With Alan Cumming taking the stage as Nightcrawler, X2 successfully allows some of the fan favorites to share the spotlight while being balanced with a story chalked full of death defying action scenes met with a diverse range character development. The X-Men stories have always been about finding a way to adapt, evolve and continue to live in harmony with those that are different than us rather than rely on the evil we know and allowing our fear to prevent change.
The film succeeds in creating a tale strong enough to intrigue long term fans and moviegoers alike while allowing some of the coolest characters in the franchise to have a life on screen.
17. Toy Story 3
Say what you want, but the Toy Story trilogy are one of the few film series that bridge the gap between 20th century storytelling and 21st century moviemaking. This film series could not have been more nostalgic for children in the nineties that remember life before the internet exploded into public consciousness that had to use their imaginations to make their own fun. Not to say everything was better “back in the day”, but take a good look at Toy Story 3 and try not to get nostalgic.
Much like the function of the story itself, the film is all about moving on, accepting change and finding a new purpose in life. Although Woody, Buzz and all the other beloved characters within the story have done everything they could to stick together with Andy throughout all the challenges that childhood presented, nothing could prepare them for Andy finally growing up. They try to substitute going to daycare and looking for the cheap thrills of daily playtime with a revolving door of toddlers that will never remember them as they leave their long-lasting relationship with Andy behind.
In the end they see how other toys take out their pain of loss on them because their last owners abandoned them. The gang bands together to find a new place for themselves while coming to terms with Andy going to college by treasuring their memories with him and cherishing their time together while they search for new owners.
Anyone who ever had a favorite action figure, bought accessories for their favorite Barbie or had a toy they couldn’t leave behind will have a hard time not getting nostalgic about this movie. It’s a beautiful love letter to childhood and sentimentality about the fact that we all have to grow up, but that doesn’t mean we have to leave everything behind to move forward.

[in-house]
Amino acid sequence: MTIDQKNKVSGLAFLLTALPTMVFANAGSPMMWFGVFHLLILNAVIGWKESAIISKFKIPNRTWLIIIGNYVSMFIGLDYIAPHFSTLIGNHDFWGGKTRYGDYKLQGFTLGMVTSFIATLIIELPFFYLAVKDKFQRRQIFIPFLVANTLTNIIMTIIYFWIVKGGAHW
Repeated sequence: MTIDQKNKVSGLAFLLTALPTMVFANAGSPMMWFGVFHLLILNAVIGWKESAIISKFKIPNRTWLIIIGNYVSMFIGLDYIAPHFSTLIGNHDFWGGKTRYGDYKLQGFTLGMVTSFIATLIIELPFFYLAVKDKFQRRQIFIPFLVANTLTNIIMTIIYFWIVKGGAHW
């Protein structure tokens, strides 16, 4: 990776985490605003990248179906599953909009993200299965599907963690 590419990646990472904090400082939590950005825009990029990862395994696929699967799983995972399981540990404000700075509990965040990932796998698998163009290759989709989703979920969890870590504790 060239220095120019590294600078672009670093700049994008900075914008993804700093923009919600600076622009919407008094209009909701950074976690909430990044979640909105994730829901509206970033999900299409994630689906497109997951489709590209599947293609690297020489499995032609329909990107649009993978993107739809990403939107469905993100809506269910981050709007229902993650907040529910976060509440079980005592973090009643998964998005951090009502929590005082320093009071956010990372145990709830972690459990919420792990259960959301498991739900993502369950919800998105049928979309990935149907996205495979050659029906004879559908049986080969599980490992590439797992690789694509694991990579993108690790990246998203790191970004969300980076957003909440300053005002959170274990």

16. Lord of the Rings: Return of the King
Finally, a Peter Jackson movie that cuts to the chase, gets to the point and delivers the goods. The film does carry certain elements of old school Hollywood epics in the scope of the story that are reminiscent of Ben Hur and Spartacus, albeit infused with massive CGI. The attention to detail within this series of films is on an unparalleled level, but the success of The Return of the King lies in the fact that unlike many sequels, his series acts as a crescendo.
Unlike many trilogies, the action, dynamics and development of the characters grow stronger as the story goes on rather than Tolkien searching to drum up another adventure for his characters, which is the case in many sequels. The film is certainly longwinded when it comes to wrapping up the ending, but the trek into Mordor and the completion of the quest it took two movies to lead up to definitely create a satisfying ending.
It would be great to see Peter Jackson take on a more stripped down approach to storytelling, but that’s like asking George RR Martin to write a romantic comedy. The sheer scope of the vision, the vastness of the world within the story and the amount of characters call for it.
If there ever was a King of Mexploitation films, his name is Robert Rodriquez. After his explosive indie debut with the seven thousand dollar gun-play extravaganza El Miriachi, Rodriguez brings audiences back to Mexico for round two of every gunslingers wet dream.
The film acts like a love-letter to John Woo films like Hard-boiled and The Killer, prepare to get in the ring for another swing for the film that defined the trope “cool guys don’t look at explosions”. Essentially the film is treated as a modern Western on steroids as a lone gunman takes on a Mexican drug cartel to save a small town and the woman who saved his life.
Selma Hayek delivers an electrifying performance that is hotter than the heat-waves rippling off the desert highway. This film put Antonio Banderas back on the map as a leading man in action movies and established Rodriguez as one of the new emerging indie directors to watch in the nineties alongside Quentin Tarantino.